27 Fleetwood's loyal address presented to Cromwell. LYP2


1 Major-General Thomas Morgan leads a combined Anglo-French force to seize and destroy Spanish forts near Gravelines. Source: LYP2
  A number of Fifth Monarchists arrested at their meeting-house at Coleman Street in London after preaching against Cromwell. They are sentenced to pay a £500 fine or be imprisoned for a year. LYP2
  Arrest of the Royalist conspirator John Mordaunt on the evidence of John Stapley. Mordaunt is released after being questioned by Cromwell himself. ODNB
2 Daniel O'Neill and other Royalist agents in London recalled to Bruges. RCE
8 The Royalist divine Dr. John Hewitt arrested and imprisoned in the Tower for conspiracy. LYP2
9 William Jephson, English ambassador to Sweden, sent to Brandenburg to encourage a reconciliation between Brandenburg and Sweden in the interests of Protestant unity. LYP2
  (Mid April) Two leading members of the Sealed Knot, Colonel John Russell and Sir William Compton, arrested and committed to the Tower. LYP2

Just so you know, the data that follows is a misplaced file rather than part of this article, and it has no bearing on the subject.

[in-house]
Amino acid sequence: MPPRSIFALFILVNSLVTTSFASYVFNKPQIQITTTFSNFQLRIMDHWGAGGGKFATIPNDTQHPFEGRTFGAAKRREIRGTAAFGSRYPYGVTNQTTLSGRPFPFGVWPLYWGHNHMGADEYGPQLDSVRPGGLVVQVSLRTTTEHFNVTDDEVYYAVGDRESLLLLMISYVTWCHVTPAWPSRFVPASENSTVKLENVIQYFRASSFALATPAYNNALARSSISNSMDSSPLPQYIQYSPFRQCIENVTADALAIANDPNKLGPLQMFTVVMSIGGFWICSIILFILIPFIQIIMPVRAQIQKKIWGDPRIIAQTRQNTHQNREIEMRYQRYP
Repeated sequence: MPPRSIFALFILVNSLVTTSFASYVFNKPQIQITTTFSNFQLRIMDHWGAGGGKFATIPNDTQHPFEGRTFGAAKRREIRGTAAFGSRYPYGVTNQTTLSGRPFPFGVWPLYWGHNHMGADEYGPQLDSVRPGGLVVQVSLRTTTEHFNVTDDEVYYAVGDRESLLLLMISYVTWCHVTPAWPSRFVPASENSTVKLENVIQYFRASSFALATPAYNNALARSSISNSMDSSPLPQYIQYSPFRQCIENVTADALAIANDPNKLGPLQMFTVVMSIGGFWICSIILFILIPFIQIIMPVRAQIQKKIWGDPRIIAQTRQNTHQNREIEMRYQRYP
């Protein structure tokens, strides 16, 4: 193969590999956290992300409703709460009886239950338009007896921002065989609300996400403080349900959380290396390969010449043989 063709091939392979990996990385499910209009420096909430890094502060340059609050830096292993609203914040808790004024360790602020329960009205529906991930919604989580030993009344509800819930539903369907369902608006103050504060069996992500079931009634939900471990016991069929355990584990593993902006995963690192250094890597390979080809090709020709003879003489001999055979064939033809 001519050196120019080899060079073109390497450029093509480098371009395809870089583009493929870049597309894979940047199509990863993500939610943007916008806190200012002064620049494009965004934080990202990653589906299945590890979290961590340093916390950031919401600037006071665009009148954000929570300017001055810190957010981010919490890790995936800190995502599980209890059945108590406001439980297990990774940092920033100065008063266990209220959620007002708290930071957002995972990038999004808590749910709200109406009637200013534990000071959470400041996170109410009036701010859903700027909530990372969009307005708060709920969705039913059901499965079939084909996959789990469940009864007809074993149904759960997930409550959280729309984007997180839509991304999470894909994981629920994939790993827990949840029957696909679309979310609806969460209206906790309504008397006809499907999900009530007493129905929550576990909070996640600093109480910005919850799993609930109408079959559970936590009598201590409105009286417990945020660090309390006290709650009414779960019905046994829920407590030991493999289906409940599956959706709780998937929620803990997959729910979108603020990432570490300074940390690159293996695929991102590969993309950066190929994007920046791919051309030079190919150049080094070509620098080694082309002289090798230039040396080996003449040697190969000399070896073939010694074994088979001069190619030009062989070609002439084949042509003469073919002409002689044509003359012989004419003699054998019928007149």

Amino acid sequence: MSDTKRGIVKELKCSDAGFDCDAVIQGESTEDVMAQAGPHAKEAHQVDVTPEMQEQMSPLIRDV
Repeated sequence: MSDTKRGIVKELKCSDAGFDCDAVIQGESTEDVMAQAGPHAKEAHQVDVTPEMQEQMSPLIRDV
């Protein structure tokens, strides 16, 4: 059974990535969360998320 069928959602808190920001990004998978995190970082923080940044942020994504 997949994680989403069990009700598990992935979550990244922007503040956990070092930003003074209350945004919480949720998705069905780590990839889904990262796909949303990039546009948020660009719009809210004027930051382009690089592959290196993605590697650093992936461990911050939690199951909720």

13 The Council of State advises Cromwell to revive the High Court of Justice for the trial of the Royalist conspirators. LYP2
15 The Royalist conspirator John Mordaunt re-arrested and charged with treason. ODNB
17 Commissioners and officers of the London militia present a loyal address to Cromwell. LYP2
19 Death of the Earl of Warwick. ODNB


  (May) Fifth Monarchists attend a conference of western Baptists at Dorchester and propose that the two sects should combine, but the proposal is rejected by William Kiffin and other Baptist leaders. Source: FMM
  (Early May) Marshal Turenne assembles the French army at Amiens. LYP2
3 Accompanied by King Louis XIV, Marshal Turenne crosses the River Somme and marches north-east, hoping to intimidate the garrison at Hesdin, which has defected to the Spaniards. LYP2
4 Marshal d'Aumont trapped and defeated near Ostend after believing a false rumour that the garrison had defected to France. LYP2
  A proclamation issued summoning 140 commissioners for the High Court of Justice to judge the arrested Royalist conspirators. LYP2
  Cromwell authorises a grant of £1,200 a year for the maintenance of godly ministers and schoolmasters in the Scottish Highlands. LYP2